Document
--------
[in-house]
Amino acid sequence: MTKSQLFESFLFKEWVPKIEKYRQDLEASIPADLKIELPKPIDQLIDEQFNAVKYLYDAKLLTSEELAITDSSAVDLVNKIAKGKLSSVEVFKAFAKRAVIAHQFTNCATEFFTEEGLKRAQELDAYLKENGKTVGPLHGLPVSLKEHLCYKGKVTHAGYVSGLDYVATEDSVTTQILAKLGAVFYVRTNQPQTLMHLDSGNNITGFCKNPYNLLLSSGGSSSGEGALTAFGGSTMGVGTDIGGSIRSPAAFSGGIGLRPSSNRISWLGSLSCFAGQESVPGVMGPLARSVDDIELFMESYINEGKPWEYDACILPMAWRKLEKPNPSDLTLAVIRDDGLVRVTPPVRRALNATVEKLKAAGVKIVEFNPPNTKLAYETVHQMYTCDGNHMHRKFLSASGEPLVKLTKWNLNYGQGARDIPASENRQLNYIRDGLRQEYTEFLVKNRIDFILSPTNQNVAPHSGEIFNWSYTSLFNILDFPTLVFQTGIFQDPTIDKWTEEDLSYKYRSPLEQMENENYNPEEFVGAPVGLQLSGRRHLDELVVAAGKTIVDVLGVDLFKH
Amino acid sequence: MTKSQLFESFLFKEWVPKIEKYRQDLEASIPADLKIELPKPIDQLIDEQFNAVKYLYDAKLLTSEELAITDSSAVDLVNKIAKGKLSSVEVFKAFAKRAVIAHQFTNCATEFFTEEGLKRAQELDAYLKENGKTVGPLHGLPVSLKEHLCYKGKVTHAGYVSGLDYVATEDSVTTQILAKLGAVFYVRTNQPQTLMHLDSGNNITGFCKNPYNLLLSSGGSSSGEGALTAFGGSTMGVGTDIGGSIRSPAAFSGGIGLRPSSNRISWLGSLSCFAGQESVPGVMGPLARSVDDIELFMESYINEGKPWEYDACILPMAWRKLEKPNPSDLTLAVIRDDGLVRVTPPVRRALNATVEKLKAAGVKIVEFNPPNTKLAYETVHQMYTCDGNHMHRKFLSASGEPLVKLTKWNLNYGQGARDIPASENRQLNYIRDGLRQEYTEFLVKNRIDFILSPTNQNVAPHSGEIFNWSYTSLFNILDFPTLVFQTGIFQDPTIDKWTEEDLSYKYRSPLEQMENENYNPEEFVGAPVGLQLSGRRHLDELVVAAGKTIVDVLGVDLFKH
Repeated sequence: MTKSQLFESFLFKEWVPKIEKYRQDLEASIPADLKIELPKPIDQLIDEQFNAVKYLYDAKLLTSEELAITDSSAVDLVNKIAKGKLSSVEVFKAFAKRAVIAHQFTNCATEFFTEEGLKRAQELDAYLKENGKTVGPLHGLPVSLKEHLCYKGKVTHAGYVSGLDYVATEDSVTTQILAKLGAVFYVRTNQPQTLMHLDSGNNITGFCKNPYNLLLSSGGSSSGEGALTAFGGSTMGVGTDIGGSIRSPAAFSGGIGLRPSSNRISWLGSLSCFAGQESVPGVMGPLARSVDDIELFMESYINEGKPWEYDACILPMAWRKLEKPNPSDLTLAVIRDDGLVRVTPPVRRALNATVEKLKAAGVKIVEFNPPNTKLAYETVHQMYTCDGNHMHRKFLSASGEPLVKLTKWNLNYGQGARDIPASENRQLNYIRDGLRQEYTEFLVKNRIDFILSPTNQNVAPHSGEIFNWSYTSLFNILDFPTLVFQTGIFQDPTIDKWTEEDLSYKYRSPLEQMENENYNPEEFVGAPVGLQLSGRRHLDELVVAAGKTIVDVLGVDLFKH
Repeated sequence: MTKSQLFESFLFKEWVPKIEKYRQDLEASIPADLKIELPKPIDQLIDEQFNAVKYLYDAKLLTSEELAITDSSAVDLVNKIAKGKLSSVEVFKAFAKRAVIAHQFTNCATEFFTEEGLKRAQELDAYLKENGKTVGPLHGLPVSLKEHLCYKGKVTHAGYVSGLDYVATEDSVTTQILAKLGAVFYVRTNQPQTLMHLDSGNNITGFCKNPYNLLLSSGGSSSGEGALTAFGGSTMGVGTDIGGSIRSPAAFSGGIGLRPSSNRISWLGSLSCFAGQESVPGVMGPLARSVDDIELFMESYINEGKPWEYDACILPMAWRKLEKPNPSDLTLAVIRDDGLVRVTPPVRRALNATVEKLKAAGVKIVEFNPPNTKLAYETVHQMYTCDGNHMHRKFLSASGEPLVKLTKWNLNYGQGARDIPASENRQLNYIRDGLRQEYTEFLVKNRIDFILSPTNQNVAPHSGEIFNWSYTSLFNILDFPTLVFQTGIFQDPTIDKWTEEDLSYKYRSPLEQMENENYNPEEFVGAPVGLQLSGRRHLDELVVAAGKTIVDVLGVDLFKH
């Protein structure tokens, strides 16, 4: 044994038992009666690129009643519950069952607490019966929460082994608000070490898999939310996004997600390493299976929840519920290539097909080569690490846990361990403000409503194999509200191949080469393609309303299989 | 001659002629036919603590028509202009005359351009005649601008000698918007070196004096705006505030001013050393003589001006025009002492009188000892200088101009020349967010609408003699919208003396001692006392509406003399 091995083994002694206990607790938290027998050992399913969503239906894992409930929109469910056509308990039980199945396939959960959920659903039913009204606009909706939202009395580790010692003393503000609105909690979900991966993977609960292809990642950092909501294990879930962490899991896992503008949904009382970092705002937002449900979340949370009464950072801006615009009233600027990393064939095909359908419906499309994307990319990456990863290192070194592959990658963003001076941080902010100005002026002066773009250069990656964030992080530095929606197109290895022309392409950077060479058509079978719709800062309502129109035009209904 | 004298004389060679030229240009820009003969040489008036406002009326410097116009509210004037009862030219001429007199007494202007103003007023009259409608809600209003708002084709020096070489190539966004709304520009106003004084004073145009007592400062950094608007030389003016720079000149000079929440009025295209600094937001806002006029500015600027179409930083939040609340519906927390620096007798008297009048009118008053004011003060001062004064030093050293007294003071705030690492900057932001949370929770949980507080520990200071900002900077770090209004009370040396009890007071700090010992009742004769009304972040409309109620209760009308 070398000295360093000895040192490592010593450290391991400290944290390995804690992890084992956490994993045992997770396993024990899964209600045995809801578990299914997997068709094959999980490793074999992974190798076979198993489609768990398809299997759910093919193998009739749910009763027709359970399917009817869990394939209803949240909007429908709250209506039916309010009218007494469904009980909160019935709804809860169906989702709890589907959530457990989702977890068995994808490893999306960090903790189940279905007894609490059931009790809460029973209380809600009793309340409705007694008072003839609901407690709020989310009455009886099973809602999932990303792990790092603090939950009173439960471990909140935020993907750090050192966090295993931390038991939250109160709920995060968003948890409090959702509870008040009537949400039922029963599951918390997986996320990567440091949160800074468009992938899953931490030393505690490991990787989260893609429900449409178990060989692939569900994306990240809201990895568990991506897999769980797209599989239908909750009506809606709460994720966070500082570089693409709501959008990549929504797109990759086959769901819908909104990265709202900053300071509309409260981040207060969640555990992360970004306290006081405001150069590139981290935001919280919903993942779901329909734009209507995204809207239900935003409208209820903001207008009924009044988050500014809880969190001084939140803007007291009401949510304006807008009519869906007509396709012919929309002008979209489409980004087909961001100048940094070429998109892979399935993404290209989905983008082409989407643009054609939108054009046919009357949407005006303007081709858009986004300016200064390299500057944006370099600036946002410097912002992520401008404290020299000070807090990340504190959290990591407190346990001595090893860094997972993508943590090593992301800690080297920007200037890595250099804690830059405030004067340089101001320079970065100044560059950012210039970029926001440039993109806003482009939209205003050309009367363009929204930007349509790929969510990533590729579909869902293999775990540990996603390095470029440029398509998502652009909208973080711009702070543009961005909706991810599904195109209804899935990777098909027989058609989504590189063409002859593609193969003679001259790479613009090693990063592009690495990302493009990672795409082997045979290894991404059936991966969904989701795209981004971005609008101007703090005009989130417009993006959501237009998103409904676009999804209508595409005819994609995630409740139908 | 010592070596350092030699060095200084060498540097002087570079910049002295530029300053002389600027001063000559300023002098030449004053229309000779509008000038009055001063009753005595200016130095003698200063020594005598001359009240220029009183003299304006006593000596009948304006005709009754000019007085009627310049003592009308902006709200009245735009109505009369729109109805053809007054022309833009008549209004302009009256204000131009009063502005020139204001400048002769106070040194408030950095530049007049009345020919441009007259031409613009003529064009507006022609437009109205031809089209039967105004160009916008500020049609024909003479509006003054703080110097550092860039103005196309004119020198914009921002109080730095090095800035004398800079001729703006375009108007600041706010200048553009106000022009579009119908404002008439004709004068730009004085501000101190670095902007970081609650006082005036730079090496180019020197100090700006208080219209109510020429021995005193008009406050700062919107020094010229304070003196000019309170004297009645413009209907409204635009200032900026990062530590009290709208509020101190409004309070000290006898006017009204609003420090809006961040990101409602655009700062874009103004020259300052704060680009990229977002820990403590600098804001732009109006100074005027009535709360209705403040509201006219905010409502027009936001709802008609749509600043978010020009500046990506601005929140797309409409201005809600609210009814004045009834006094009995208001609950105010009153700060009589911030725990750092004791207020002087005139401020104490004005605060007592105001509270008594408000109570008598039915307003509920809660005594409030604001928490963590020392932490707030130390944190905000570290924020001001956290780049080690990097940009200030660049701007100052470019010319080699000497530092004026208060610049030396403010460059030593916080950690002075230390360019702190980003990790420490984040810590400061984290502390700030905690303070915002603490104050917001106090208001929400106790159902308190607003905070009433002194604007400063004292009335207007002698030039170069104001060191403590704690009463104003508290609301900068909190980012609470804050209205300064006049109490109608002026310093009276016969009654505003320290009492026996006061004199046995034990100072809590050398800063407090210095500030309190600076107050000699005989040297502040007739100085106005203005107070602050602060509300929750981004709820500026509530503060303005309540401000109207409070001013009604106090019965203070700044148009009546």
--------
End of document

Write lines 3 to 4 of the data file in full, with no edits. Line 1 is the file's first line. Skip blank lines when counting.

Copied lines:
Amino acid sequence: MTKSQLFESFLFKEWVPKIEKYRQDLEASIPADLKIELPKPIDQLIDEQFNAVKYLYDAKLLTSEELAITDSSAVDLVNKIAKGKLSSVEVFKAFAKRAVIAHQFTNCATEFFTEEGLKRAQELDAYLKENGKTVGPLHGLPVSLKEHLCYKGKVTHAGYVSGLDYVATEDSVTTQILAKLGAVFYVRTNQPQTLMHLDSGNNITGFCKNPYNLLLSSGGSSSGEGALTAFGGSTMGVGTDIGGSIRSPAAFSGGIGLRPSSNRISWLGSLSCFAGQESVPGVMGPLARSVDDIELFMESYINEGKPWEYDACILPMAWRKLEKPNPSDLTLAVIRDDGLVRVTPPVRRALNATVEKLKAAGVKIVEFNPPNTKLAYETVHQMYTCDGNHMHRKFLSASGEPLVKLTKWNLNYGQGARDIPASENRQLNYIRDGLRQEYTEFLVKNRIDFILSPTNQNVAPHSGEIFNWSYTSLFNILDFPTLVFQTGIFQDPTIDKWTEEDLSYKYRSPLEQMENENYNPEEFVGAPVGLQLSGRRHLDELVVAAGKTIVDVLGVDLFKH
Repeated sequence: MTKSQLFESFLFKEWVPKIEKYRQDLEASIPADLKIELPKPIDQLIDEQFNAVKYLYDAKLLTSEELAITDSSAVDLVNKIAKGKLSSVEVFKAFAKRAVIAHQFTNCATEFFTEEGLKRAQELDAYLKENGKTVGPLHGLPVSLKEHLCYKGKVTHAGYVSGLDYVATEDSVTTQILAKLGAVFYVRTNQPQTLMHLDSGNNITGFCKNPYNLLLSSGGSSSGEGALTAFGGSTMGVGTDIGGSIRSPAAFSGGIGLRPSSNRISWLGSLSCFAGQESVPGVMGPLARSVDDIELFMESYINEGKPWEYDACILPMAWRKLEKPNPSDLTLAVIRDDGLVRVTPPVRRALNATVEKLKAAGVKIVEFNPPNTKLAYETVHQMYTCDGNHMHRKFLSASGEPLVKLTKWNLNYGQGARDIPASENRQLNYIRDGLRQEYTEFLVKNRIDFILSPTNQNVAPHSGEIFNWSYTSLFNILDFPTLVFQTGIFQDPTIDKWTEEDLSYKYRSPLEQMENENYNPEEFVGAPVGLQLSGRRHLDELVVAAGKTIVDVLGVDLFKH